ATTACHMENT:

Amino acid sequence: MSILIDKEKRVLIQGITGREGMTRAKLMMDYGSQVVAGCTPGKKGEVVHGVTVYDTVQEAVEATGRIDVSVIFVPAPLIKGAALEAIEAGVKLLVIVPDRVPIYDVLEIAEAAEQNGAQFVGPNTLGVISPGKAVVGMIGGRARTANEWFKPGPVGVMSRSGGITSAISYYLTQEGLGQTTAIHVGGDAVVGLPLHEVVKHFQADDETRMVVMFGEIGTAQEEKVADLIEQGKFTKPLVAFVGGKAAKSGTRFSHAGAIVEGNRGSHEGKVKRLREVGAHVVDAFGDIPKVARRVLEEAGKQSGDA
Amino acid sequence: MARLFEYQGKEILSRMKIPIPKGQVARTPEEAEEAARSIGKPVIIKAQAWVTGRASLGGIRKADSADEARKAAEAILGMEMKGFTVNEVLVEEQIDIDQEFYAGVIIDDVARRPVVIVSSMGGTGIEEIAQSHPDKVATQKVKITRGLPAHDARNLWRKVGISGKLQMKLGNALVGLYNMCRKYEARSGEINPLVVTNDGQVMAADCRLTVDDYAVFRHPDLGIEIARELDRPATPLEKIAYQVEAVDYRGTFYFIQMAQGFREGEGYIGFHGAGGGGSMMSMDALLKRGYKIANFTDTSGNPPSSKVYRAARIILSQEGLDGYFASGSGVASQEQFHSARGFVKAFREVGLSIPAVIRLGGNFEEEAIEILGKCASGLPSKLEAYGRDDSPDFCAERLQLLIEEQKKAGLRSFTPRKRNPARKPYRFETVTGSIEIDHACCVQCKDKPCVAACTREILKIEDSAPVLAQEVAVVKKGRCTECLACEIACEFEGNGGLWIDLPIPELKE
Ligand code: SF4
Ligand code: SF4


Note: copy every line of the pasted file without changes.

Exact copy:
Amino acid sequence: MSILIDKEKRVLIQGITGREGMTRAKLMMDYGSQVVAGCTPGKKGEVVHGVTVYDTVQEAVEATGRIDVSVIFVPAPLIKGAALEAIEAGVKLLVIVPDRVPIYDVLEIAEAAEQNGAQFVGPNTLGVISPGKAVVGMIGGRARTANEWFKPGPVGVMSRSGGITSAISYYLTQEGLGQTTAIHVGGDAVVGLPLHEVVKHFQADDETRMVVMFGEIGTAQEEKVADLIEQGKFTKPLVAFVGGKAAKSGTRFSHAGAIVEGNRGSHEGKVKRLREVGAHVVDAFGDIPKVARRVLEEAGKQSGDA
Amino acid sequence: MARLFEYQGKEILSRMKIPIPKGQVARTPEEAEEAARSIGKPVIIKAQAWVTGRASLGGIRKADSADEARKAAEAILGMEMKGFTVNEVLVEEQIDIDQEFYAGVIIDDVARRPVVIVSSMGGTGIEEIAQSHPDKVATQKVKITRGLPAHDARNLWRKVGISGKLQMKLGNALVGLYNMCRKYEARSGEINPLVVTNDGQVMAADCRLTVDDYAVFRHPDLGIEIARELDRPATPLEKIAYQVEAVDYRGTFYFIQMAQGFREGEGYIGFHGAGGGGSMMSMDALLKRGYKIANFTDTSGNPPSSKVYRAARIILSQEGLDGYFASGSGVASQEQFHSARGFVKAFREVGLSIPAVIRLGGNFEEEAIEILGKCASGLPSKLEAYGRDDSPDFCAERLQLLIEEQKKAGLRSFTPRKRNPARKPYRFETVTGSIEIDHACCVQCKDKPCVAACTREILKIEDSAPVLAQEVAVVKKGRCTECLACEIACEFEGNGGLWIDLPIPELKE
Ligand code: SF4
Ligand code: SF4